Kennedy said he learned of that particular attack method from another security researcher who had identified and tested it.

Yet Kennedy said he identified many other problems on his own, conducting what is known as "passive analysis" of the site, by using an ordinary Web browser and other software tools to look at HealthCare.gov's content and architecture from the outside.

He said he did not take the additional step of hacking into the site to look for other problems because he did not have permission from the government.


Waylon Krush, chief executive of a firm known as Lunarline that has done security work for the Department of Health and Human Services, said he questions Kennedy's conclusions that were drawn without launching attacks on the website.

"Anybody who brings testimony that says there is a vulnerability on HealthCare.gov is only speculating unless they have actually executed the code, at which point they are hacking a government website and that would be illegal," said Krush, who will also testify before the committee on Thursday.

Krush said he has not reviewed Kennedy's findings or done any work on the HealthCare.gov site itself.

"If I said everything was perfect, I would just be speculating because I did not work on the site," he said.

One security flaw that Kennedy first uncovered and reported to the government in October exposes information including a user's full name and email address. He said he wrote a short computer program in five minutes that automatically collects that data, which was able to import some 70,000 records in about four minutes.

He said the information was accessible via the Internet and he did not have to hack the site to get it. He declined to elaborate.

John Strand, a principal with Black Hills Information Security and a SANS Institute trainer who also reviewed Kennedy's findings, said he was concerned about what might have been uncovered if Kennedy had conducted a more in-depth probe and actually attempted to hack into the site.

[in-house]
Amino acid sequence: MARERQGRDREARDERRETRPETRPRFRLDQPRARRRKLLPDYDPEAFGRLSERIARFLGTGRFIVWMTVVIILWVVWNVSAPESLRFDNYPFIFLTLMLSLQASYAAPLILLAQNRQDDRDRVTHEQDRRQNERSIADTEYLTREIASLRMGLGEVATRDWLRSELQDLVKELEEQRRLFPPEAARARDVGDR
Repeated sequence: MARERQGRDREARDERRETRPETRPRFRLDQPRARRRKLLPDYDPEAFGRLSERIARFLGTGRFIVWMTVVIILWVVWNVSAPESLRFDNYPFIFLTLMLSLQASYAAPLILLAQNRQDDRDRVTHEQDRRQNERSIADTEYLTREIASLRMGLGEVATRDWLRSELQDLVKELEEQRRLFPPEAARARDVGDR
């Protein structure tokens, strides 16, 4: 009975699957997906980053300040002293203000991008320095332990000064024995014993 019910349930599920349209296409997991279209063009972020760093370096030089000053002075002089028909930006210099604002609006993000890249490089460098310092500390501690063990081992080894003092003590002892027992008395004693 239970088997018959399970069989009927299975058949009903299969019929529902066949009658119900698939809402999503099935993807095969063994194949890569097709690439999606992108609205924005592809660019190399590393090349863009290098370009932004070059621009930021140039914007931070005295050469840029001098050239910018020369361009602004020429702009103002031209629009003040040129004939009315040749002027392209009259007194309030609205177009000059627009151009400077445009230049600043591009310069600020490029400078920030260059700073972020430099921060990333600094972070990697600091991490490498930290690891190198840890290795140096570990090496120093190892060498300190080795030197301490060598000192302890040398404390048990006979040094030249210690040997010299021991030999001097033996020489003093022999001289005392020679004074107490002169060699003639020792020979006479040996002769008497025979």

He said he supports a recent move by the House of Representatives to force the government to disclose breaches whenever they occur. The government is generally not required to notify the public when its systems are compromised.

"We don't know how bad it is because they don't have to tell us," Strand said.

Lamar Smith, the Texas Republican chairman of the committee, said in a statement that the government should quickly move to plug the security flaws that have already been reported by security experts.

"If Americans' information is not secure, then the theft of their identities is inevitable and dangerous," he said. "The President should take swift action to ensure that the American people are not the next target of cyber criminals."

The government said on Saturday that Accenture Plc would replace CGI Federal, a subsidiary of CGI Group, as the lead contractor for the Obamacare enrollment website.

U.S. to airlift Rwandan forces into Central African Republic

Posted: 15 Jan 2014 07:45 PM PST

WASHINGTON (Reuters) - The U.S. military will soon begin flying Rwandan troops into the Central African Republic, possibly starting on Thursday, in its second such operation in support the African Union's efforts to stem bloodshed there, a U.S. official said on Wednesday.

The U.S. official, speaking to Reuters on condition of anonymity, said the airlift operation could last just over a month and would involve two U.S. military C-17 aircraft.

The airlift mission would be very similar to the one the United States carried out flying forces from Burundi into the Central African Republic late last year, the official said.

Rwanda's foreign minister has been quoted telling local radio that the country would send around 800 troops.